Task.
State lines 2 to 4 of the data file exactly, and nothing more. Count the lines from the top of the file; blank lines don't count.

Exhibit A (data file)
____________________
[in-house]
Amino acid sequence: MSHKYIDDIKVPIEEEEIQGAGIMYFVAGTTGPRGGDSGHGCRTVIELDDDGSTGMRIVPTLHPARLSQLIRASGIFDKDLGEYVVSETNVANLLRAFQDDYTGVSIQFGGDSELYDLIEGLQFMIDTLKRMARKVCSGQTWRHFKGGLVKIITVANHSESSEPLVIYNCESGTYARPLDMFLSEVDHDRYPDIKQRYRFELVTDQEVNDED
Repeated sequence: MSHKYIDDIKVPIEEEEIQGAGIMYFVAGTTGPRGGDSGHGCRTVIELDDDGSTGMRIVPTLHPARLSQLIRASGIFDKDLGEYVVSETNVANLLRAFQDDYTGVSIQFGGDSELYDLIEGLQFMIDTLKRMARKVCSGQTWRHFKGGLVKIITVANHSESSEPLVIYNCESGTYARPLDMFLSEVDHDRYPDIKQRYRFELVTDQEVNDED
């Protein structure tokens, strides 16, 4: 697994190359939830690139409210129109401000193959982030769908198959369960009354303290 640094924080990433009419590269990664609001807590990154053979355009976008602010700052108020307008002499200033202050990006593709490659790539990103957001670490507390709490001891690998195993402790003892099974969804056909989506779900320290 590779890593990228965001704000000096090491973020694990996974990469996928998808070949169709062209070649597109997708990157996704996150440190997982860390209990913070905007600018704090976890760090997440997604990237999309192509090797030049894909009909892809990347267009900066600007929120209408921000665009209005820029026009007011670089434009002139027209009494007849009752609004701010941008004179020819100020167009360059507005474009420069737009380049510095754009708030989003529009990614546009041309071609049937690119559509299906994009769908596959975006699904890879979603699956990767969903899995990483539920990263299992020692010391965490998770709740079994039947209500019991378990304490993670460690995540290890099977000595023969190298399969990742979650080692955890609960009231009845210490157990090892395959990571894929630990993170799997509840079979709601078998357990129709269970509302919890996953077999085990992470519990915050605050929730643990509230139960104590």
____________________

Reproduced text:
Amino acid sequence: MSHKYIDDIKVPIEEEEIQGAGIMYFVAGTTGPRGGDSGHGCRTVIELDDDGSTGMRIVPTLHPARLSQLIRASGIFDKDLGEYVVSETNVANLLRAFQDDYTGVSIQFGGDSELYDLIEGLQFMIDTLKRMARKVCSGQTWRHFKGGLVKIITVANHSESSEPLVIYNCESGTYARPLDMFLSEVDHDRYPDIKQRYRFELVTDQEVNDED
Repeated sequence: MSHKYIDDIKVPIEEEEIQGAGIMYFVAGTTGPRGGDSGHGCRTVIELDDDGSTGMRIVPTLHPARLSQLIRASGIFDKDLGEYVVSETNVANLLRAFQDDYTGVSIQFGGDSELYDLIEGLQFMIDTLKRMARKVCSGQTWRHFKGGLVKIITVANHSESSEPLVIYNCESGTYARPLDMFLSEVDHDRYPDIKQRYRFELVTDQEVNDED
């Protein structure tokens, strides 16, 4: 697994190359939830690139409210129109401000193959982030769908198959369960009354303290 640094924080990433009419590269990664609001807590990154053979355009976008602010700052108020307008002499200033202050990006593709490659790539990103957001670490507390709490001891690998195993402790003892099974969804056909989506779900320290 590779890593990228965001704000000096090491973020694990996974990469996928998808070949169709062209070649597109997708990157996704996150440190997982860390209990913070905007600018704090976890760090997440997604990237999309192509090797030049894909009909892809990347267009900066600007929120209408921000665009209005820029026009007011670089434009002139027209009494007849009752609004701010941008004179020819100020167009360059507005474009420069737009380049510095754009708030989003529009990614546009041309071609049937690119559509299906994009769908596959975006699904890879979603699956990767969903899995990483539920990263299992020692010391965490998770709740079994039947209500019991378990304490993670460690995540290890099977000595023969190298399969990742979650080692955890609960009231009845210490157990090892395959990571894929630990993170799997509840079979709601078998357990129709269970509302919890996953077999085990992470519990915050605050929730643990509230139960104590």